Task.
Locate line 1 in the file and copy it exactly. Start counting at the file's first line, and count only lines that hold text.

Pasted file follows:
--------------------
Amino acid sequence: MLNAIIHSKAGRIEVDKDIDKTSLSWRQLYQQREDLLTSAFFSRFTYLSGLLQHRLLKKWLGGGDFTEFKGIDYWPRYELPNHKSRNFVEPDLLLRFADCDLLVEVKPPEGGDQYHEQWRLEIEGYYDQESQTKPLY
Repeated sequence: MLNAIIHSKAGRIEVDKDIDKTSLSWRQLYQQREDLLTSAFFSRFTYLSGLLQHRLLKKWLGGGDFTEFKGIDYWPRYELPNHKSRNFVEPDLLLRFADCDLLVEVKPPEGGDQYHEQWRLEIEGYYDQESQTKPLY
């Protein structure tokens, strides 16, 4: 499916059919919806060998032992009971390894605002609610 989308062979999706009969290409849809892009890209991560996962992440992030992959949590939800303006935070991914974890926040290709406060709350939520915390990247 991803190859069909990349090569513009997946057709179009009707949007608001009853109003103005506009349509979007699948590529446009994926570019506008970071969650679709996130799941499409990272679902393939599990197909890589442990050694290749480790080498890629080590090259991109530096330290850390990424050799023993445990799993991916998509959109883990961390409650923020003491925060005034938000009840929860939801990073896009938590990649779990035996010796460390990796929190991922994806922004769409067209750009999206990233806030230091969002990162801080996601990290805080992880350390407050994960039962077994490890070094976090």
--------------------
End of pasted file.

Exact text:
Amino acid sequence: MLNAIIHSKAGRIEVDKDIDKTSLSWRQLYQQREDLLTSAFFSRFTYLSGLLQHRLLKKWLGGGDFTEFKGIDYWPRYELPNHKSRNFVEPDLLLRFADCDLLVEVKPPEGGDQYHEQWRLEIEGYYDQESQTKPLY